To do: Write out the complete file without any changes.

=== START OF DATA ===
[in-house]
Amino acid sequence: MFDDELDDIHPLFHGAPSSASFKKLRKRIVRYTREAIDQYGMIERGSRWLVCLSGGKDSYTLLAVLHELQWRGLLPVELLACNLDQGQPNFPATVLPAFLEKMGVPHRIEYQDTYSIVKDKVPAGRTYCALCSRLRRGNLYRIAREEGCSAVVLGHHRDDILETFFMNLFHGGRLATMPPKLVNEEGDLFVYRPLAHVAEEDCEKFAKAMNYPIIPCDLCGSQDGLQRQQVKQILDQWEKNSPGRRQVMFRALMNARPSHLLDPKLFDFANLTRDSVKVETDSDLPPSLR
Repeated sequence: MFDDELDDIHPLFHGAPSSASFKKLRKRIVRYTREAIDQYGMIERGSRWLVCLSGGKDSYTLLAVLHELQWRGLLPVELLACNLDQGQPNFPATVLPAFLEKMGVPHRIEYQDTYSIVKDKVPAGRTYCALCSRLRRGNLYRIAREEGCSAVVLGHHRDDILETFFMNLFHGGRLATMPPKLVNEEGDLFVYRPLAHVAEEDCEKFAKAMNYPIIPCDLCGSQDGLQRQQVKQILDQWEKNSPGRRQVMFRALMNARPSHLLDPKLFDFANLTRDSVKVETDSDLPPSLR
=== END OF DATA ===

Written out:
[in-house]
Amino acid sequence: MFDDELDDIHPLFHGAPSSASFKKLRKRIVRYTREAIDQYGMIERGSRWLVCLSGGKDSYTLLAVLHELQWRGLLPVELLACNLDQGQPNFPATVLPAFLEKMGVPHRIEYQDTYSIVKDKVPAGRTYCALCSRLRRGNLYRIAREEGCSAVVLGHHRDDILETFFMNLFHGGRLATMPPKLVNEEGDLFVYRPLAHVAEEDCEKFAKAMNYPIIPCDLCGSQDGLQRQQVKQILDQWEKNSPGRRQVMFRALMNARPSHLLDPKLFDFANLTRDSVKVETDSDLPPSLR
Repeated sequence: MFDDELDDIHPLFHGAPSSASFKKLRKRIVRYTREAIDQYGMIERGSRWLVCLSGGKDSYTLLAVLHELQWRGLLPVELLACNLDQGQPNFPATVLPAFLEKMGVPHRIEYQDTYSIVKDKVPAGRTYCALCSRLRRGNLYRIAREEGCSAVVLGHHRDDILETFFMNLFHGGRLATMPPKLVNEEGDLFVYRPLAHVAEEDCEKFAKAMNYPIIPCDLCGSQDGLQRQQVKQILDQWEKNSPGRRQVMFRALMNARPSHLLDPKLFDFANLTRDSVKVETDSDLPPSLR